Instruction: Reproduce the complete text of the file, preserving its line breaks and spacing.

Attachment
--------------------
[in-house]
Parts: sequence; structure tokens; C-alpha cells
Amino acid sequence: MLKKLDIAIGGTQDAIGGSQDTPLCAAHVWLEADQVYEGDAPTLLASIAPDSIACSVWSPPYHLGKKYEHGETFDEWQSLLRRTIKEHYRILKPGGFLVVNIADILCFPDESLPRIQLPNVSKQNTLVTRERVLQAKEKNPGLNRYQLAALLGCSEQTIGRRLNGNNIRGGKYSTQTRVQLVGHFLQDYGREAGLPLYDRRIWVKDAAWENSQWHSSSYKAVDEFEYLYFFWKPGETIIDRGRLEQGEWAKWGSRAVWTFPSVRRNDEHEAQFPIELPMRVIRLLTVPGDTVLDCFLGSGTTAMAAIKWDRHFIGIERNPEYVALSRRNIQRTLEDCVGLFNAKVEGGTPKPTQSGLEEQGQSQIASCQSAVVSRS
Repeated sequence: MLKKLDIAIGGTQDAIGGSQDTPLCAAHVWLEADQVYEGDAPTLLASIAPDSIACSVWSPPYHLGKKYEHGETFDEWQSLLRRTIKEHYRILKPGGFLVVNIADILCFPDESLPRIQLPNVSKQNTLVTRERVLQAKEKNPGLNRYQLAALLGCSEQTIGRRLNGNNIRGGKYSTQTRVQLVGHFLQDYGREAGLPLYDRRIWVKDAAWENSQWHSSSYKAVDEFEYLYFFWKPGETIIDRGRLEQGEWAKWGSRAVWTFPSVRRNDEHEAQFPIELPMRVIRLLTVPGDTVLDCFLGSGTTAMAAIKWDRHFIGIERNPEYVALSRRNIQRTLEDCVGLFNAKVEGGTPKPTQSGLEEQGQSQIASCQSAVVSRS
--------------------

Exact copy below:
[in-house]
Parts: sequence; structure tokens; C-alpha cells
Amino acid sequence: MLKKLDIAIGGTQDAIGGSQDTPLCAAHVWLEADQVYEGDAPTLLASIAPDSIACSVWSPPYHLGKKYEHGETFDEWQSLLRRTIKEHYRILKPGGFLVVNIADILCFPDESLPRIQLPNVSKQNTLVTRERVLQAKEKNPGLNRYQLAALLGCSEQTIGRRLNGNNIRGGKYSTQTRVQLVGHFLQDYGREAGLPLYDRRIWVKDAAWENSQWHSSSYKAVDEFEYLYFFWKPGETIIDRGRLEQGEWAKWGSRAVWTFPSVRRNDEHEAQFPIELPMRVIRLLTVPGDTVLDCFLGSGTTAMAAIKWDRHFIGIERNPEYVALSRRNIQRTLEDCVGLFNAKVEGGTPKPTQSGLEEQGQSQIASCQSAVVSRS
Repeated sequence: MLKKLDIAIGGTQDAIGGSQDTPLCAAHVWLEADQVYEGDAPTLLASIAPDSIACSVWSPPYHLGKKYEHGETFDEWQSLLRRTIKEHYRILKPGGFLVVNIADILCFPDESLPRIQLPNVSKQNTLVTRERVLQAKEKNPGLNRYQLAALLGCSEQTIGRRLNGNNIRGGKYSTQTRVQLVGHFLQDYGREAGLPLYDRRIWVKDAAWENSQWHSSSYKAVDEFEYLYFFWKPGETIIDRGRLEQGEWAKWGSRAVWTFPSVRRNDEHEAQFPIELPMRVIRLLTVPGDTVLDCFLGSGTTAMAAIKWDRHFIGIERNPEYVALSRRNIQRTLEDCVGLFNAKVEGGTPKPTQSGLEEQGQSQIASCQSAVVSRS